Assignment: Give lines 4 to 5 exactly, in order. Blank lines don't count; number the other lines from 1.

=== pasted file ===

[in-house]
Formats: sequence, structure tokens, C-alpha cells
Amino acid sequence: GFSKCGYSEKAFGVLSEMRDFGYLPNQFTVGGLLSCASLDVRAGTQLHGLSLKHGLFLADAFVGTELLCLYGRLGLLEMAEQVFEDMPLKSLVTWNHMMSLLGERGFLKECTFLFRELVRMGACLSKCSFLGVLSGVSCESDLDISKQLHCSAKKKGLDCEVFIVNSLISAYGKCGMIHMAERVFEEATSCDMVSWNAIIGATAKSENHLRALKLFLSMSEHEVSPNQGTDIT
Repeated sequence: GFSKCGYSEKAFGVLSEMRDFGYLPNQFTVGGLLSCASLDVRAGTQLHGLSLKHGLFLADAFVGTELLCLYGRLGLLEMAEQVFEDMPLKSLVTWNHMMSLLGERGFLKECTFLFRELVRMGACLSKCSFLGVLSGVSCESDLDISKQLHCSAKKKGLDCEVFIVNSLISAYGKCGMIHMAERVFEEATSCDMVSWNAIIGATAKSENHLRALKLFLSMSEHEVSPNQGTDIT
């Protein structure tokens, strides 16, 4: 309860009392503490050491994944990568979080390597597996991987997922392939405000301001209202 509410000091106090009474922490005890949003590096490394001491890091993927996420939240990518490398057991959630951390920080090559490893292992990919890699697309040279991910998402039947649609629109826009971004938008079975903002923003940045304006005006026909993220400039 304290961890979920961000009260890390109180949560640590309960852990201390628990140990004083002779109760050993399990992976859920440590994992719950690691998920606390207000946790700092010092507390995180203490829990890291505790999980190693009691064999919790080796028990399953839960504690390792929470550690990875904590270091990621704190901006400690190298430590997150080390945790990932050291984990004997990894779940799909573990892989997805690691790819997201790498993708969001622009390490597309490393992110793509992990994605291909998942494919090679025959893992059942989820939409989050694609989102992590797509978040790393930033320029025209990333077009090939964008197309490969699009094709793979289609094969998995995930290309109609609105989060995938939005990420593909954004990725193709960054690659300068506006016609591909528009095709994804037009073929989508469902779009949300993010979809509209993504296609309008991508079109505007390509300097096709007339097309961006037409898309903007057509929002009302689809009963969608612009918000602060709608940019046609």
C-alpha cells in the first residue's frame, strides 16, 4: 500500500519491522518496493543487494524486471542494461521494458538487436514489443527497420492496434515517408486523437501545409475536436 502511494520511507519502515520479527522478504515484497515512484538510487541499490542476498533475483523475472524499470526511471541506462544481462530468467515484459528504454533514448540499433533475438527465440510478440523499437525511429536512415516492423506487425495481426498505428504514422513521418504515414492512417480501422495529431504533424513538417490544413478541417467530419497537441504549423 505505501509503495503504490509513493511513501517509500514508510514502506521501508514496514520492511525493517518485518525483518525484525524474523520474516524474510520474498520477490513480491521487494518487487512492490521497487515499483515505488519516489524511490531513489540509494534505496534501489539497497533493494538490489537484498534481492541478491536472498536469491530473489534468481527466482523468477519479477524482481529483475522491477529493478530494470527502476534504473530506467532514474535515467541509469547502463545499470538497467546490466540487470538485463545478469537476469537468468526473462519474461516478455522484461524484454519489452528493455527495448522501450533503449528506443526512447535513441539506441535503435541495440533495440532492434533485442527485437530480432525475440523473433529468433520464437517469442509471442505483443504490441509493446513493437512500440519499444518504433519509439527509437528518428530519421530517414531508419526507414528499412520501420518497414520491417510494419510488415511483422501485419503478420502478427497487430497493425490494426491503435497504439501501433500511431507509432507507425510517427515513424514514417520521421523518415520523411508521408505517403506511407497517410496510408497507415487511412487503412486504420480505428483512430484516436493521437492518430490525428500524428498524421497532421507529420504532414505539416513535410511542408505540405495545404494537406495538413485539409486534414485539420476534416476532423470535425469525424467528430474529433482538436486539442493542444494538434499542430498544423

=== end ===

Repeated sequence: GFSKCGYSEKAFGVLSEMRDFGYLPNQFTVGGLLSCASLDVRAGTQLHGLSLKHGLFLADAFVGTELLCLYGRLGLLEMAEQVFEDMPLKSLVTWNHMMSLLGERGFLKECTFLFRELVRMGACLSKCSFLGVLSGVSCESDLDISKQLHCSAKKKGLDCEVFIVNSLISAYGKCGMIHMAERVFEEATSCDMVSWNAIIGATAKSENHLRALKLFLSMSEHEVSPNQGTDIT
């Protein structure tokens, strides 16, 4: 309860009392503490050491994944990568979080390597597996991987997922392939405000301001209202 509410000091106090009474922490005890949003590096490394001491890091993927996420939240990518490398057991959630951390920080090559490893292992990919890699697309040279991910998402039947649609629109826009971004938008079975903002923003940045304006005006026909993220400039 304290961890979920961000009260890390109180949560640590309960852990201390628990140990004083002779109760050993399990992976859920440590994992719950690691998920606390207000946790700092010092507390995180203490829990890291505790999980190693009691064999919790080796028990399953839960504690390792929470550690990875904590270091990621704190901006400690190298430590997150080390945790990932050291984990004997990894779940799909573990892989997805690691790819997201790498993708969001622009390490597309490393992110793509992990994605291909998942494919090679025959893992059942989820939409989050694609989102992590797509978040790393930033320029025209990333077009090939964008197309490969699009094709793979289609094969998995995930290309109609609105989060995938939005990420593909954004990725193709960054690659300068506006016609591909528009095709994804037009073929989508469902779009949300993010979809509209993504296609309008991508079109505007390509300097096709007339097309961006037409898309903007057509929002009302689809009963969608612009918000602060709608940019046609």